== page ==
Photos of the Day
Our trip to Rwanda was going so well. My mother and I were blown away by the beauty of the country, the generosity of the people, and the way the country is dealing with and recovering from the genocide. We got lots of chances to talk to locals to gain a better understanding of how the country is moving forward.
Sadly I’m talking about the trip in the past tense…
Just moments after arriving at the gorillas in Volcanos National Park, my mother had a health incident, possibly due to the heat and altitude. As a result, we cut our visit to the gorillas and to Africa short and returned home. She got excellent medical care and is fine now. We had had about 5 minutes with the gorillas up close and personal and got an iconic shot of each of us with a gorilla before we had to leave.
OK getting that out of the way, here are a few highlights.
Hotel Milles Collines
We stayed at the Hotel Milles Collines (Thousand Hills) featured in the film Hotel Rwanda. A guide later in the week at the Campaign Against Genocide Museum told us that the story in the movie contained many inaccuracies. Apparently instead of being a good Samaritan, the hotel owner charged people who stayed there to escape being slaughtered and the pro-genocide media broadcast from the 4th floor of the hotel. Now that I have more information, I plan to re-read Romeo Dellaire’s book Shake Hands with the Devil to understand his perspective. It seemed to us that despite Dellaire’s inability to stem the murder, Canada is well thought of. We talked to many people whose dream is to come to Canada to study or work. Sadly, it seems they require bank statements showing assets of at least 15,000 to get even a visitor visa, making it out of reach for the 99%.
Niyo Arts Centre
There are some people accomplishing astounding things in Rwanda to create jobs and hope for those dispossessed by the genocide.
The Niyo Arts Centre was founded by a man who was left an orphan as a young child and was adopted by a Canadian family. Now he runs a centre to involve youth in the arts and funds it through donation and sales of art.
The Genocide Memorial
The Genocide memorial is a thoughtful exhibit which explains how the genocide occurred and then compares it to the other genocides of the 20th century showing the similarities between them. There is no holding back on the horror but somehow being immersed in it head on with an audio guide tour makes it possible to face.
In each case of genocide, one group mounted a plan to vilify another group leading to media and governmental actions against them. In every case, there was a premeditated plan of extermination.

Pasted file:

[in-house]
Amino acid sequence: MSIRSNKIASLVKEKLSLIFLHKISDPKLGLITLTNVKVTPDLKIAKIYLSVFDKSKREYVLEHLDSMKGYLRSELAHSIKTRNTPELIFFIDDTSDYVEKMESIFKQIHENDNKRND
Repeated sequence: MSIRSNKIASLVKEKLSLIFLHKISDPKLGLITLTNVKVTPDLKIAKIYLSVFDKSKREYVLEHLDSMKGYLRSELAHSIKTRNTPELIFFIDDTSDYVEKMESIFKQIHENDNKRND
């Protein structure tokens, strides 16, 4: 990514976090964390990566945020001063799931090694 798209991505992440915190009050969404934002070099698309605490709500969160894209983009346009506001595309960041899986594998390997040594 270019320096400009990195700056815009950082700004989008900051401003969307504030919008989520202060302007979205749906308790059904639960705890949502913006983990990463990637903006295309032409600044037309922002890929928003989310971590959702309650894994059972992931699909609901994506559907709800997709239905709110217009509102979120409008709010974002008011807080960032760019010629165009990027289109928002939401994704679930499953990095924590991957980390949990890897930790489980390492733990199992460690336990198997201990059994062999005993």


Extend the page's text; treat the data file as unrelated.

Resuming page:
In the case of Rwanda, over 2 million people were killed. Outside on the grounds, thousands of people are buried in visible underground crypts and there were many flowers left by loved ones even 30 years after the fact.
A Day in the Life
The country has made a lot of progress in governance, infrastructure, health care and education, but 70% of the country is still very poor, working for about $1/day. Most of the country is agricultural and we did not see a single farm implement or machine other than hoes and machetes. The fields are small and entirely worked by hand as in the attached photo. We were told that although Rwanda is very fertile and they grow almost anything including rice, corn, cassava, many vegetables and fruits as well as animals and despite almost every acre of arable land being in use, the country cannot produce enough food to meet their needs. Rwanda is one of the most densely populated countries in Africa with 14 million living in an area 1/30 the size of Alberta. Another woman on our tour, a pediatrics resident from who had just finished one month at the children’s hospital in Kigali, told us that most of the kids being brought to emergency had some level of malnutrition contributing to their health problem. Many of these farm workers walk to and from work up and down the 1000 hills that comprise the country and do hard manual labor all day. It looked like a grueling existence.
The day before our Gorilla trek, we walked to see the endangered golden monkeys. Unlike the farm workers, they seemed to have a good life. They hang out in the bamboo forest and eat bamboo shoots, groom each other and run up and down the bamboo trees.
They are endangered so I guess life hasn’t aways been good. But with support from tourism dollars they are making a comeback.
The Mountain Gorillas
And lastly a great shot of one of the gorilla family we saw. We were literally a few meters from these gorgeous animals. Like the golden monkeys they were foraging for bamboo shoots. They seemed not at all concerned by our presence. And their numbers have increased since increased protection was put in place. Now former poachers and their children are hired as guides, trackers and porters. Local residents are compensated when the gorillas eat their crops and there is extensive education and collaboration with the communities which border on the park. The park is contiguous with parts in Uganda and the DRC but Rwanda seems to be taking gorilla conservation the most seriously.